A New Continuous Narrative
© Charles Chandler
Having thoroughly dissected the Torah, and having found lots of pieces that can be aligned to archaeological and/or extra-biblical literary evidence, we now have just so many pieces, and in an unfamiliar order. It's hard to estimate the plausibility of such a thesis when the whole thing is in so many pieces. So in the end, we have to see if it all fits back together again into a continuous narrative that is at once politically and economically plausible, faithful to the secular evidence, and considerate of the high quality of Hebrew scholarship, that such detail would be preserved from so long ago.
The pieces do, indeed, fit neatly together — so much so that it establishes a great deal more credence for the Torah than any other secular analysis. Rather than being mainly lore, with a few juicy facts, it actually appears to be mainly fact. We simply have to bear in mind that the details of several different conquests of Canaan were compressed into one story.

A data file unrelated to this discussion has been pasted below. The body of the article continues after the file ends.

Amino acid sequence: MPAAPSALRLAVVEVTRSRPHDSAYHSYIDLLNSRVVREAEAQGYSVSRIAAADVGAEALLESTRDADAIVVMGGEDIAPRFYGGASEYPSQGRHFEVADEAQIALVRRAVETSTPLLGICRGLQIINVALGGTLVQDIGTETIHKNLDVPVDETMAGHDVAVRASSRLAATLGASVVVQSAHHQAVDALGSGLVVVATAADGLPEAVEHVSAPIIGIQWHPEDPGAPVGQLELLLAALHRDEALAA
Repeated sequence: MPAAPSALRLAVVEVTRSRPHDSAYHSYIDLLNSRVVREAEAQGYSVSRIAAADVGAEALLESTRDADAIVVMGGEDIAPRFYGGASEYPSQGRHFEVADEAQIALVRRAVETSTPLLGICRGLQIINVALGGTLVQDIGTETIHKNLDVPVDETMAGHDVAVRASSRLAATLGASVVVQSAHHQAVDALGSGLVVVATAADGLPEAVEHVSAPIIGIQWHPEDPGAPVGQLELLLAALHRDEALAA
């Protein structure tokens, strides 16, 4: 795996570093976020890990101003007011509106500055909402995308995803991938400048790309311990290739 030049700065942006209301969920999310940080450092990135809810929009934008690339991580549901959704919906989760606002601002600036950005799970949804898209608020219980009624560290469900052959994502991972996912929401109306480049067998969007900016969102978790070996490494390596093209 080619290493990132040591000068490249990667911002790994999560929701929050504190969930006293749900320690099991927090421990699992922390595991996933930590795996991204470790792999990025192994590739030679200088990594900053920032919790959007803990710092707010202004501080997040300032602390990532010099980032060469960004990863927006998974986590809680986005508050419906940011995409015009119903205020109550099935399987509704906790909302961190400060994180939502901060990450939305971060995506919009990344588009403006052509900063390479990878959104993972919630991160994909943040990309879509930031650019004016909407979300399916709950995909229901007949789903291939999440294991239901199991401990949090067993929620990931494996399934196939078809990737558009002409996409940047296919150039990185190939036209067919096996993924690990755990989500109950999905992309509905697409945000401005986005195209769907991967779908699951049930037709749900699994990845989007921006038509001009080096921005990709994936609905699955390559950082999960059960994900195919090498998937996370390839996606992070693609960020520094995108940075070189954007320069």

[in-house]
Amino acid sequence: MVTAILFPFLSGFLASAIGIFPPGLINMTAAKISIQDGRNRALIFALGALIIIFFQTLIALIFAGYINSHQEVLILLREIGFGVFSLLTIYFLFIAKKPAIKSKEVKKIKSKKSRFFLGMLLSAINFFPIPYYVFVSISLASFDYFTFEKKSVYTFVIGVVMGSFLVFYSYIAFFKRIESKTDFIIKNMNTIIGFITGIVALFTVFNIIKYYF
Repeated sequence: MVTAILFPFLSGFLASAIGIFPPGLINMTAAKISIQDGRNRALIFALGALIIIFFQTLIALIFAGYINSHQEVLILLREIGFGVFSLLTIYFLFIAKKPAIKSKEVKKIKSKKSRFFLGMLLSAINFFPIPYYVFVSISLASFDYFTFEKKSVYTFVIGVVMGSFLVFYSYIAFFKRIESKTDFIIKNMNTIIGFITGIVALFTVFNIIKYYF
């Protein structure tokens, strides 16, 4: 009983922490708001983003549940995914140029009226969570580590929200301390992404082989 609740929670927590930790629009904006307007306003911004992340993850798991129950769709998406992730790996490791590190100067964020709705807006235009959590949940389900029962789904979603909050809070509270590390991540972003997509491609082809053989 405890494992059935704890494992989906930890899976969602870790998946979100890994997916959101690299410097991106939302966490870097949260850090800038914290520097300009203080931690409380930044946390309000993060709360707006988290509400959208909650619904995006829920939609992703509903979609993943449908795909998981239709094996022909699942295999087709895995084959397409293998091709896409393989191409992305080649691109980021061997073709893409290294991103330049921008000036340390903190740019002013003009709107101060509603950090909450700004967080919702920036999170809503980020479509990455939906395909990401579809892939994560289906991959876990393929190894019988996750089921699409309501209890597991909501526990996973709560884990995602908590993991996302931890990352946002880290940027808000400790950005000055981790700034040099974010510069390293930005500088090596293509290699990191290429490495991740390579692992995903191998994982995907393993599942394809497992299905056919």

Figure 1 shows who was in power, and in which regions, including Egypt and the Levant (S/W and N/E). All of the migrations shown are between these two regions (with the exception of the Hebrews migrating from the East Bank into North Canaan in ), though it doesn't specify which part of the Levant was the origin or destination. For that, see the text below. And while the Plagues appear to have originated in Egypt, they were then spread throughout the Middle East via the caravan routes, and surely re-entered Egypt several times.
So here's what it sounds like, when all of the parts of the story are retold in linear sequence.
Please note that all of the dates are approximate, and were derived by a variety of means.
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